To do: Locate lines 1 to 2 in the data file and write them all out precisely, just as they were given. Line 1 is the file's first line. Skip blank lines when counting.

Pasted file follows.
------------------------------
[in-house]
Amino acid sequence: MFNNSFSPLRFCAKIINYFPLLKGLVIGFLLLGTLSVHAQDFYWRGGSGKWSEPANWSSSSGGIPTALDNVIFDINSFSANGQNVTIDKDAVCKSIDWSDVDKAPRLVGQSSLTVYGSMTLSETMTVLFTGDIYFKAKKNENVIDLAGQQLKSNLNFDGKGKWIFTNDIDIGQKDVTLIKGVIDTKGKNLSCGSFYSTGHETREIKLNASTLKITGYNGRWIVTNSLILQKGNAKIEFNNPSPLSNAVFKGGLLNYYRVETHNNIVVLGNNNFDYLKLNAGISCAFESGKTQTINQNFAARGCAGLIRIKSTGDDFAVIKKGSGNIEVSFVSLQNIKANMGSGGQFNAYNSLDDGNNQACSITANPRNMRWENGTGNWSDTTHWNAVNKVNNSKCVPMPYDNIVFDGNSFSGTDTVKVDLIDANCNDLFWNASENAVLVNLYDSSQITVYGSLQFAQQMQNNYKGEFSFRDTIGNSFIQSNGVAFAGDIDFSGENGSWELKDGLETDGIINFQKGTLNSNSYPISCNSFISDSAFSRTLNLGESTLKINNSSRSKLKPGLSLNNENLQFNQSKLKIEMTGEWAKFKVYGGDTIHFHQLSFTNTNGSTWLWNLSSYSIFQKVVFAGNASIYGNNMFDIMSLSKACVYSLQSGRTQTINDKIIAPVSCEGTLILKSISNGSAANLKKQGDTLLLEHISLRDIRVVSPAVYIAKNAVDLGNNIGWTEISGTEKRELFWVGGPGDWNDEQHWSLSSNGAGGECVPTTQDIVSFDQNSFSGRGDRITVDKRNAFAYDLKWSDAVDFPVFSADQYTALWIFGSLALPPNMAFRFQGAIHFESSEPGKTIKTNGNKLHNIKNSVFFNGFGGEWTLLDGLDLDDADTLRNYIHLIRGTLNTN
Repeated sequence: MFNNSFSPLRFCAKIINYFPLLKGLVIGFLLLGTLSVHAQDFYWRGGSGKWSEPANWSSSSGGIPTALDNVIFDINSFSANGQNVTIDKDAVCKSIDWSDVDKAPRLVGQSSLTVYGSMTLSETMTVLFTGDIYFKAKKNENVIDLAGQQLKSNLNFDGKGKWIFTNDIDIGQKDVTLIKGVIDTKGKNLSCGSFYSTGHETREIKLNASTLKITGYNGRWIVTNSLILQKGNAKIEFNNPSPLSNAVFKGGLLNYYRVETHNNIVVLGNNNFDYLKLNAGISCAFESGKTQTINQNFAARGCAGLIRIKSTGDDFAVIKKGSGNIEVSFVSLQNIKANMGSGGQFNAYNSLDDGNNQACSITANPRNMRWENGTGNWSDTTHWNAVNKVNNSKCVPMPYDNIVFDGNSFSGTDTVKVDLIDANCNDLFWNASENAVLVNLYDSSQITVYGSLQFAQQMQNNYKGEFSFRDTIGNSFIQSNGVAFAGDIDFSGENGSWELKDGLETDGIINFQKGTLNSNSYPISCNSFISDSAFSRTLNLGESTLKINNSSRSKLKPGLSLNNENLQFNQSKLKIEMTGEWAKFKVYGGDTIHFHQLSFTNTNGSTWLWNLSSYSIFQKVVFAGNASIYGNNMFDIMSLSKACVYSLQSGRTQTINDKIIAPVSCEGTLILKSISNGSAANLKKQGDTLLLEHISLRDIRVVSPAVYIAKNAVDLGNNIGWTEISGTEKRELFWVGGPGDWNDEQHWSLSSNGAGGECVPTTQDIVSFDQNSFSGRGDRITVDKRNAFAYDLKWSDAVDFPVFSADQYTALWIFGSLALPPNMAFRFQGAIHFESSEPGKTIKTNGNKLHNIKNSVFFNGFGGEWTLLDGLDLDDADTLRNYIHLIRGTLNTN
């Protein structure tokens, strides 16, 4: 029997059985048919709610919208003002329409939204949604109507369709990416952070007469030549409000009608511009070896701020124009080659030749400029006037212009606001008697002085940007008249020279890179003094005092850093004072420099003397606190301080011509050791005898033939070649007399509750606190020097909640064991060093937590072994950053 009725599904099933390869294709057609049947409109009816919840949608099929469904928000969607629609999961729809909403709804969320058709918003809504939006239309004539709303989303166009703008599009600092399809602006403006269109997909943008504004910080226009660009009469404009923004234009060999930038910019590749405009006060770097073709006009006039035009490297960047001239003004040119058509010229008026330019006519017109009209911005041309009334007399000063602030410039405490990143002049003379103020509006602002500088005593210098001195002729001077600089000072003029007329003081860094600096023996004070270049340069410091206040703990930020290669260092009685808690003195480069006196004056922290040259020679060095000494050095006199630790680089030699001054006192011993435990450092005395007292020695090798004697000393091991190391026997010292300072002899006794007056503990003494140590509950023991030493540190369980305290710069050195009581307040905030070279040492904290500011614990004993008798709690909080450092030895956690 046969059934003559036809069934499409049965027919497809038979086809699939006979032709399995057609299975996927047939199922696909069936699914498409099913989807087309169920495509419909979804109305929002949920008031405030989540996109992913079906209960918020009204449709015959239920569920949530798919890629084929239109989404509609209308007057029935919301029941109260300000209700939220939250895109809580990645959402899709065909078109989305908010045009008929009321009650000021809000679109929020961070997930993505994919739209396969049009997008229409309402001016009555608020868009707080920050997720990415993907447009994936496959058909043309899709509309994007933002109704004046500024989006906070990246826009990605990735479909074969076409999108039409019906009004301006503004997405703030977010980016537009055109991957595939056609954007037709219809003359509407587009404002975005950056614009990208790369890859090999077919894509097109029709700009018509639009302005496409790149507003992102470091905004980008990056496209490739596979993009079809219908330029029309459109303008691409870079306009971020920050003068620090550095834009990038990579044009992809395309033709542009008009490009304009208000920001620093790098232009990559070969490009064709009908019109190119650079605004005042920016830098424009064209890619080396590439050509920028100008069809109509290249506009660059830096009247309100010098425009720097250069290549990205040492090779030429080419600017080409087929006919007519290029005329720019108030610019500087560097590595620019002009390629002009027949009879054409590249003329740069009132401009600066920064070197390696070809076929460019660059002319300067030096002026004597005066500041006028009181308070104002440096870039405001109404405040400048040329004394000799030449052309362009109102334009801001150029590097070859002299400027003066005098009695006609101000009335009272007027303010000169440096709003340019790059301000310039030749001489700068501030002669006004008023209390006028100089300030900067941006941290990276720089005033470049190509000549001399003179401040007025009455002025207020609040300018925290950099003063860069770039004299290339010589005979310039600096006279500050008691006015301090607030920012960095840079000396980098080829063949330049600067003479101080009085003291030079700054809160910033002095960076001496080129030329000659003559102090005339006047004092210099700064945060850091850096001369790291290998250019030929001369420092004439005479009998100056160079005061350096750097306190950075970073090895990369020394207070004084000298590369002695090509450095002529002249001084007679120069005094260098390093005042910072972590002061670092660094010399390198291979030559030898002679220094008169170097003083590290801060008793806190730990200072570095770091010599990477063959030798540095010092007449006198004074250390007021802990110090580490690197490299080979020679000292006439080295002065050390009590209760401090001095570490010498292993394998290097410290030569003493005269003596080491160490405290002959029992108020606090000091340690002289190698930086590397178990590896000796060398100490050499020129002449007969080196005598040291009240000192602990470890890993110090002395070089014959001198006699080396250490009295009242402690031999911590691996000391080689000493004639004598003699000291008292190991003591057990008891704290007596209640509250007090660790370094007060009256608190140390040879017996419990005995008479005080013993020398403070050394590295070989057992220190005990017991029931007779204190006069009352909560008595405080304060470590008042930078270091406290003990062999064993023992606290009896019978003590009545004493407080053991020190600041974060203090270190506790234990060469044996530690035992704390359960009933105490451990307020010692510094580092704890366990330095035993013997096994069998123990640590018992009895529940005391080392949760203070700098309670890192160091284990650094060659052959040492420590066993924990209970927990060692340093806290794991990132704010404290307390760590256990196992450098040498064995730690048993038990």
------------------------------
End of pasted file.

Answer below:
[in-house]
Amino acid sequence: MFNNSFSPLRFCAKIINYFPLLKGLVIGFLLLGTLSVHAQDFYWRGGSGKWSEPANWSSSSGGIPTALDNVIFDINSFSANGQNVTIDKDAVCKSIDWSDVDKAPRLVGQSSLTVYGSMTLSETMTVLFTGDIYFKAKKNENVIDLAGQQLKSNLNFDGKGKWIFTNDIDIGQKDVTLIKGVIDTKGKNLSCGSFYSTGHETREIKLNASTLKITGYNGRWIVTNSLILQKGNAKIEFNNPSPLSNAVFKGGLLNYYRVETHNNIVVLGNNNFDYLKLNAGISCAFESGKTQTINQNFAARGCAGLIRIKSTGDDFAVIKKGSGNIEVSFVSLQNIKANMGSGGQFNAYNSLDDGNNQACSITANPRNMRWENGTGNWSDTTHWNAVNKVNNSKCVPMPYDNIVFDGNSFSGTDTVKVDLIDANCNDLFWNASENAVLVNLYDSSQITVYGSLQFAQQMQNNYKGEFSFRDTIGNSFIQSNGVAFAGDIDFSGENGSWELKDGLETDGIINFQKGTLNSNSYPISCNSFISDSAFSRTLNLGESTLKINNSSRSKLKPGLSLNNENLQFNQSKLKIEMTGEWAKFKVYGGDTIHFHQLSFTNTNGSTWLWNLSSYSIFQKVVFAGNASIYGNNMFDIMSLSKACVYSLQSGRTQTINDKIIAPVSCEGTLILKSISNGSAANLKKQGDTLLLEHISLRDIRVVSPAVYIAKNAVDLGNNIGWTEISGTEKRELFWVGGPGDWNDEQHWSLSSNGAGGECVPTTQDIVSFDQNSFSGRGDRITVDKRNAFAYDLKWSDAVDFPVFSADQYTALWIFGSLALPPNMAFRFQGAIHFESSEPGKTIKTNGNKLHNIKNSVFFNGFGGEWTLLDGLDLDDADTLRNYIHLIRGTLNTN